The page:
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The Copy & Paste Problem in EHR Patient Documentation

Skyrocketing rates of physician burnout and provider frustration with the time required to enter records into the EHR have driven the widespread use of copy and paste when entering patient information into electronic health records.

Back in 2017, a study published by the Journal of the American Medical Association reviewed thousands of EHR records and found that only a small minority of them were manually entered – but more than 80 percent of the notes were imported or copied from elsewhere.

The team analyzed 23,630 inpatient progress notes written by 460 caregivers who were direct care hospitalists, residents and medical students.

Researchers found that 46 percent of notes were copied, 36 percent were imported, and just 18 percent of the text was entered manually.

Accuracy, security and patient safety are all put in peril when copying and pasting from one patient note into another. Additionally, inaccurate and incomplete records can result in delayed or denied reimbursements for the practice.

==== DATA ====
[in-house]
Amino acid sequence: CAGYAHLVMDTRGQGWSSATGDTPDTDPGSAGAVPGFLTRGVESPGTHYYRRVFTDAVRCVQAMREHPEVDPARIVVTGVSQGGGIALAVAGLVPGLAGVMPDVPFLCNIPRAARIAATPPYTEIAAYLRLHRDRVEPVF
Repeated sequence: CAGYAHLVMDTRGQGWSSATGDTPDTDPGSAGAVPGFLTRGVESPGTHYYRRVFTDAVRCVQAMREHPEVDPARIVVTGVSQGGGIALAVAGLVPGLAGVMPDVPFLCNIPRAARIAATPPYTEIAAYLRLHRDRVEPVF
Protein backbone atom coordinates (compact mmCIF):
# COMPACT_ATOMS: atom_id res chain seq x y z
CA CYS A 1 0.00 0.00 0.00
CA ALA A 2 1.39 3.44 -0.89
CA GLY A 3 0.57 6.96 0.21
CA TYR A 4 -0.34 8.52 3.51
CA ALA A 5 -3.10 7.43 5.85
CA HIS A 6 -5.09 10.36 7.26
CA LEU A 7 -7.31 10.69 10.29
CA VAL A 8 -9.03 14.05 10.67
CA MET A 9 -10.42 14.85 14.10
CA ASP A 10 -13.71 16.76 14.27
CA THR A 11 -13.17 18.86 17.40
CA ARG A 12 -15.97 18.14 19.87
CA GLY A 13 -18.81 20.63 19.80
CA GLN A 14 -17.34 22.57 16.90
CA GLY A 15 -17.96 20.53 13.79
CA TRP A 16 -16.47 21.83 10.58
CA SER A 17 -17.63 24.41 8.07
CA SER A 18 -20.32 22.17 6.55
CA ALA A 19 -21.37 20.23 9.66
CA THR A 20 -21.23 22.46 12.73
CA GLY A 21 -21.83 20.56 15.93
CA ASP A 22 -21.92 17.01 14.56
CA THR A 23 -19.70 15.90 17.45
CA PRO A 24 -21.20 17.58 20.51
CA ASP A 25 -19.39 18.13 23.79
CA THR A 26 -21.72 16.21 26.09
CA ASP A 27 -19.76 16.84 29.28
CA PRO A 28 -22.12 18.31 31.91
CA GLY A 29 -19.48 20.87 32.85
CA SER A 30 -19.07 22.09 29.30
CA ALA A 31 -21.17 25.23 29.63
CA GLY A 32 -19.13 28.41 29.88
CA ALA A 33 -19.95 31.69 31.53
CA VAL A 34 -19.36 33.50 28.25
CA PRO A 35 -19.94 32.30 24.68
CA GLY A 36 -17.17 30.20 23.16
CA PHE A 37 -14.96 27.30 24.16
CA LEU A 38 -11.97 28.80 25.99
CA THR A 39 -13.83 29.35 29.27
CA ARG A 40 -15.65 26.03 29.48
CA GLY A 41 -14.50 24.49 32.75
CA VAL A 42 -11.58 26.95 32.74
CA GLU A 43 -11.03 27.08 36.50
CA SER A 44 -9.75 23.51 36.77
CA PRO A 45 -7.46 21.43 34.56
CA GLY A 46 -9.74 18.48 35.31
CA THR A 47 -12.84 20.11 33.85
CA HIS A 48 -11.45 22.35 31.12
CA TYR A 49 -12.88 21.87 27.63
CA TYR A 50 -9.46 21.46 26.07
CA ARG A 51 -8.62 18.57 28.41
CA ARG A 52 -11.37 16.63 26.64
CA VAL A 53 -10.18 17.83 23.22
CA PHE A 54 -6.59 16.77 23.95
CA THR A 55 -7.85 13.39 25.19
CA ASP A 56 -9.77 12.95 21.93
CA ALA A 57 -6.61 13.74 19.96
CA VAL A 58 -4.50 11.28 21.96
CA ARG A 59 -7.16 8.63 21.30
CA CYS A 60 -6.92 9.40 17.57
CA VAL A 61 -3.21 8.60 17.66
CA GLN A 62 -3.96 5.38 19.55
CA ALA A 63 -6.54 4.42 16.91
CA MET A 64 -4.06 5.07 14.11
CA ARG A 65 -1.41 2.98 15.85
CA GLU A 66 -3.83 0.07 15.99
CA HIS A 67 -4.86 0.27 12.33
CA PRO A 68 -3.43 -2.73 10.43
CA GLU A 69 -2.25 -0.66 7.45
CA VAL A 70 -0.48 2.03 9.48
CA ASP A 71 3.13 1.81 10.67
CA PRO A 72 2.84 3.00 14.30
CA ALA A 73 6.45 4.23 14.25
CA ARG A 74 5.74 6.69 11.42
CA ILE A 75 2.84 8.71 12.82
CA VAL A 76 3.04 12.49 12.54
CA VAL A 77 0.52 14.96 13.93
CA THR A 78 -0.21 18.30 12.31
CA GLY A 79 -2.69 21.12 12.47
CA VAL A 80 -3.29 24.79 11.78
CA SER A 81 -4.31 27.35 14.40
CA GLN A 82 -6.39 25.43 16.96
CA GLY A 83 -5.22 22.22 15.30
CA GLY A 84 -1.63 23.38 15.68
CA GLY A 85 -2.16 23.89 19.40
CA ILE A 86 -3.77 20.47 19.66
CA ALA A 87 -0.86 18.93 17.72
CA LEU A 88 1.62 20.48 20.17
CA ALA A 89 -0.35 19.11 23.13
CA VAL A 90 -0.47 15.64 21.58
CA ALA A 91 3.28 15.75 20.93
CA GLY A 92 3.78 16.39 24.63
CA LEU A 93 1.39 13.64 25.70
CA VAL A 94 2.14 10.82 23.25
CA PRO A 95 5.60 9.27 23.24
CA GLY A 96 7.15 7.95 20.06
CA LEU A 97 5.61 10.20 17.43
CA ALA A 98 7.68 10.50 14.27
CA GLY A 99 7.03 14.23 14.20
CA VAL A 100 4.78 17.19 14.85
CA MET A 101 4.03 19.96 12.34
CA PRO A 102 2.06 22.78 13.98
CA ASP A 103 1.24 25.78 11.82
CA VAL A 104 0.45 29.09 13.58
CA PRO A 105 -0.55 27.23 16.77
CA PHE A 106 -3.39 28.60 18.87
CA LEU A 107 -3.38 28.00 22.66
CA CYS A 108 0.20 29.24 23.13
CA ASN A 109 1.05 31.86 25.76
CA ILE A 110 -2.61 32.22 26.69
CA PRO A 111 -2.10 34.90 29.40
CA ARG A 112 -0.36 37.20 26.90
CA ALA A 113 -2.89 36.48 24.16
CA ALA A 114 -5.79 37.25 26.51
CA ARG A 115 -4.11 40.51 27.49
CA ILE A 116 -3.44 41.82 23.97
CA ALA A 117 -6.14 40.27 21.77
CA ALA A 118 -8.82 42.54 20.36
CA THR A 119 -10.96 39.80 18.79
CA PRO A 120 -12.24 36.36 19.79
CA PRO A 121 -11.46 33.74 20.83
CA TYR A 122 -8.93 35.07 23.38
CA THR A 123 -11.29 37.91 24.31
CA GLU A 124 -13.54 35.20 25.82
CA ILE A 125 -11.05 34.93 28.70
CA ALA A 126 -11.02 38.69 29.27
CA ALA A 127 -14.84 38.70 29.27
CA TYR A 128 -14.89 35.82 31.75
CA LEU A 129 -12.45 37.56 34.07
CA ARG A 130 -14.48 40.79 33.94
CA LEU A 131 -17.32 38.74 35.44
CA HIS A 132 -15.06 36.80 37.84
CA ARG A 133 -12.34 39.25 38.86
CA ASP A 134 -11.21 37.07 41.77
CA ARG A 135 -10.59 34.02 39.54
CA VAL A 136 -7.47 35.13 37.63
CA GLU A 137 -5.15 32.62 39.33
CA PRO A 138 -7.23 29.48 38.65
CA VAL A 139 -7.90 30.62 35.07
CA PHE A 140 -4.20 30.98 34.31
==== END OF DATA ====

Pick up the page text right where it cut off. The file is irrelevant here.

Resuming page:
The ECRI Institute published its “Health IT Safe Practices: Toolkit for the Safe Use of Copy and Paste” guidelines in 2016 in an effort to educate the medical community about best practices for utilizing copy and paste in EHR documentation.

According to the 58-pages of the ECRI Institute’s guidelines, adopting safer copy-and-paste practices would require each practice to implement a series of cumbersome steps, including establishing new levels of staff training and oversight, flagging pasted material for easy identification, distinguishing between appropriate and inappropriate times to copy/paste, and more.

It’s clear that putting the new processes into action could undermine any speed improvements derived from copying and pasting.

Fortunately, there is a better way to enter patient notes.

NoteSwift (founded by a practicing physician) has developed an A.I.-driven EHR Transcriptionist – Samantha – that simplifies patient note entry and eliminates the need to copy data.

Samantha takes the physician’s narrative input (either typed manually, or from any medical speech recognition tool) and intelligently parses the information to identify structured data elements, assign required codes, and present the complete patient note to the user for verification. Samantha then enters the entire patient note into the correct menus, fields, and check-boxes of the EHR automatically, saving time, virtually eliminating clicks, and ultimately helping to reduce physician burnout.

With Samantha, the increased speed encompasses all aspects of the patient note, including entering narrative text and structured data, navigating from screen to screen, looking up complaints, and completing and sending prescriptions and lab orders.

Want to see Samantha in action? Contact us to schedule a live demonstration for your practice.